Medical Identity Thieves Meet New Detective: The Palm Reader
According the the National Survey on Medical Identity Theft, about 1.4 million Americans were victims of medical identity theft in 2009. Almost half of these victims did not learn of the theft until one or more years after their medical records were taken over and 'blended' with the thief's. The time it takes to discover medical identity theft is one reason why this crime is on the rise; it's easier to get away with.
But a healthcare technology company, HT Systems, has come up with a brilliant way to reduce this crime fast: a biometric palm reader called PatientSecure. No abracadabra here. The PatientSecure won't foretell your future, but it will insure that your continue to get the healthcare you're entitled to, by taking a digital scan of your palm with a biometric reader that uses an infrared light to see the veins in your palm.
Vein patterns are about 100 times more unique than finger and thumb prints, and they are much easier to verify. The way the system works, once a patient registers into his health care system or hospital, all he need do is offer his hand to scan and all of his health records will be called up onto a system-connected computer.
The PatientSecure is not only effective at reducing medical identity theft, as healthcare membership and social security numbers are not required for identification, but PatientSecure reduces errors caused by duplication of names in healthcare databases.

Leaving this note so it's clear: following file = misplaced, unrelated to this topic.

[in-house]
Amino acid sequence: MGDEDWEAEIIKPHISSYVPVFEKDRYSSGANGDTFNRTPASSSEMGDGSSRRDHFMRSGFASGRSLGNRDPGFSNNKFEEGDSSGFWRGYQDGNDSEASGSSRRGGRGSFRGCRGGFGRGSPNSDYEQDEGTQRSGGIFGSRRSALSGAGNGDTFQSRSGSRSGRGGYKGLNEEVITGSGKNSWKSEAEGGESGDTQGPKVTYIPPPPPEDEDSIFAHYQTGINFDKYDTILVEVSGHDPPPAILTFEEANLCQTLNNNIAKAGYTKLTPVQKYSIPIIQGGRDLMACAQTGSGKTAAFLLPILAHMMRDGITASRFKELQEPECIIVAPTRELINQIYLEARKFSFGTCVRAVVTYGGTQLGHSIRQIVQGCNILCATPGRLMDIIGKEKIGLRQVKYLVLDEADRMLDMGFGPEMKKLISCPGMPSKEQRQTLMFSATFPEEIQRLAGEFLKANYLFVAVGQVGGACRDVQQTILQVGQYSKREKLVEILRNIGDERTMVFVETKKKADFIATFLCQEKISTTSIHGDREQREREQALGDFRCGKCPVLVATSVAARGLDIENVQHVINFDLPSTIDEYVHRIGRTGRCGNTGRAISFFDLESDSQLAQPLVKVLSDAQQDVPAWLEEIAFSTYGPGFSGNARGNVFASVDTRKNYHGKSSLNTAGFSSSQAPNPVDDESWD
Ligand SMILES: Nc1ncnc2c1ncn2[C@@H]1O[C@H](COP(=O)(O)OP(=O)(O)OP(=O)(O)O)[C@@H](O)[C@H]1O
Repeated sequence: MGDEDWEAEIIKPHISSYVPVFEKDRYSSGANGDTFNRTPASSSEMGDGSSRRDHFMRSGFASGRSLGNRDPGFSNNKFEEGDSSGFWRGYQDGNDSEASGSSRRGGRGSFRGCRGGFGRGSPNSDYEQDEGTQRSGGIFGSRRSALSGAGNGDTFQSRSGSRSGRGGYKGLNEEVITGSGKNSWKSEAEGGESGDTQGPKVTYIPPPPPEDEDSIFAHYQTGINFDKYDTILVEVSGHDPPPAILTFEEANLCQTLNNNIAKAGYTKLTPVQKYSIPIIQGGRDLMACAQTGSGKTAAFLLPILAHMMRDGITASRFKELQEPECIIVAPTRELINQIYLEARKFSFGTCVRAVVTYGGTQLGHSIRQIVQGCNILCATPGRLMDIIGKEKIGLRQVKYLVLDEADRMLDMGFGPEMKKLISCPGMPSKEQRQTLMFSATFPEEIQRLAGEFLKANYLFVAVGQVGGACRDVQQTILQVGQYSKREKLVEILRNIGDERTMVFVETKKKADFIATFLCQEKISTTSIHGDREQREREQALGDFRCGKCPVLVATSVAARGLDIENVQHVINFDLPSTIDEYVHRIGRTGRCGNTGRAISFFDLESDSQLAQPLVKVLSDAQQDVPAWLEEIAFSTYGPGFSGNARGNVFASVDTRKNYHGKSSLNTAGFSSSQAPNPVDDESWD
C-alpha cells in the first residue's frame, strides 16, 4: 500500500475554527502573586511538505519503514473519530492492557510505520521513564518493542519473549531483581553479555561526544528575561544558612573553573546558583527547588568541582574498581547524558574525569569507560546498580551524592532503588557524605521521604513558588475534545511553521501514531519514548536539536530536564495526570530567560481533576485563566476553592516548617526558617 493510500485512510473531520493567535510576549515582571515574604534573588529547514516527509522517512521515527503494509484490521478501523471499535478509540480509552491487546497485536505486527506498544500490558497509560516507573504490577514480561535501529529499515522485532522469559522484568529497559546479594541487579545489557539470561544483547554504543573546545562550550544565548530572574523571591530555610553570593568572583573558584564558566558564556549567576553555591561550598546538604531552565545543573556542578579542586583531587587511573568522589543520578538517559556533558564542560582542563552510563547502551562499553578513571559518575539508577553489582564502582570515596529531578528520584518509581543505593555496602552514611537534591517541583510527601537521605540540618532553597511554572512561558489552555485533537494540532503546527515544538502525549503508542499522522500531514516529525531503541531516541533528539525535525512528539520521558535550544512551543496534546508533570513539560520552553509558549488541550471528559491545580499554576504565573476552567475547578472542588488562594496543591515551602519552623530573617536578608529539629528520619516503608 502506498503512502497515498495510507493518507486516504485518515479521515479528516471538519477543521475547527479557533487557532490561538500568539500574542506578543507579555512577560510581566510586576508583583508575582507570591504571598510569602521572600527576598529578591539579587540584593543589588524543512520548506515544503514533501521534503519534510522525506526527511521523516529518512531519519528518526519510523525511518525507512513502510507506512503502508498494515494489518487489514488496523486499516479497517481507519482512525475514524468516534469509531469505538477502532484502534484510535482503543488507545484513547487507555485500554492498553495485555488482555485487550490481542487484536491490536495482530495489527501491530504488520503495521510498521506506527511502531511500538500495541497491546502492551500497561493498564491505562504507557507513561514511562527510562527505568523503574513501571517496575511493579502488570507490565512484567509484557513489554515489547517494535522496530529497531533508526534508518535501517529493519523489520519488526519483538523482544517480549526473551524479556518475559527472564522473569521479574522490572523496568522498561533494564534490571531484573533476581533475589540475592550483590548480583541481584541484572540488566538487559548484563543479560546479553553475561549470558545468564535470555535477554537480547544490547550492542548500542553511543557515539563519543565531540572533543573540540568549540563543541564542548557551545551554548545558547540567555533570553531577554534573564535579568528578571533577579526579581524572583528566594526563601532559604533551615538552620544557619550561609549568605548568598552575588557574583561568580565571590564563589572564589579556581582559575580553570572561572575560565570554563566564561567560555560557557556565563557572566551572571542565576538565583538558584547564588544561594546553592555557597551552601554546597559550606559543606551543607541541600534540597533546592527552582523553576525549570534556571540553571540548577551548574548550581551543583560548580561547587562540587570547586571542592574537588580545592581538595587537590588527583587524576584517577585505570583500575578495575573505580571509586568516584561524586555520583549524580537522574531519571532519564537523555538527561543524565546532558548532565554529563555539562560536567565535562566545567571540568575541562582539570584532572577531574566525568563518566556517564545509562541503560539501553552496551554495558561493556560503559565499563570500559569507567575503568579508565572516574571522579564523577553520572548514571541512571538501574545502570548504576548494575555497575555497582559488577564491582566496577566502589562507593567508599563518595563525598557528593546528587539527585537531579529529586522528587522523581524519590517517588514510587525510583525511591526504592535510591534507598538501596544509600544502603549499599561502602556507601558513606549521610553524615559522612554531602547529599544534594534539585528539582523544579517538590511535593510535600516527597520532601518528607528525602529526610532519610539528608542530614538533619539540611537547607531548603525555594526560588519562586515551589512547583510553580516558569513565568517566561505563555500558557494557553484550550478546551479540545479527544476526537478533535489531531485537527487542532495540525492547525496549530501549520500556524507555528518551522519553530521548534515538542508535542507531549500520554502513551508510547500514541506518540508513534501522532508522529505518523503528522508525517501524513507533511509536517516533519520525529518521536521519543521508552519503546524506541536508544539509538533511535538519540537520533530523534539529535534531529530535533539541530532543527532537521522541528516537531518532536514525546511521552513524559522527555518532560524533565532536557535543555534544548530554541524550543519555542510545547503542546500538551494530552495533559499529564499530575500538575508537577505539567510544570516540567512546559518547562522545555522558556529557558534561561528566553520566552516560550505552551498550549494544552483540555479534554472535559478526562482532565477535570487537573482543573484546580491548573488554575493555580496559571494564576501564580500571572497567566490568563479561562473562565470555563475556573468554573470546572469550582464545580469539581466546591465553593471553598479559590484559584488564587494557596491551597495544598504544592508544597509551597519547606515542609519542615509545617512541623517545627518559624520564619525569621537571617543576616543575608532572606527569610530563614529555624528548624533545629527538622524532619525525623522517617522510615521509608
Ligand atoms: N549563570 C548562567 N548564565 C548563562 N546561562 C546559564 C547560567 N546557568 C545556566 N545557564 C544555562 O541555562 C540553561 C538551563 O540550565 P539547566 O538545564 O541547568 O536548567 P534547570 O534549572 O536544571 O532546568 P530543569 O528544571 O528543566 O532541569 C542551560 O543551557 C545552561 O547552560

And the PatientSecure system pulls up information instantly, shortening the wait for all patients, but most importantly, for trauma patients, who now have to answer a long list of questions about medical history. Even if a trauma patient is unconscious, her palm can be read and her medical history will be immediately accessible.
The device has been available since 2007 and is being used by about 50 hospitals and hundreds of associated medical clinics and doctors offices nationwide. More than four million patients have registered their palms.
PatientSecure sounds very cool. (There are several security applications for this device, aren't there?)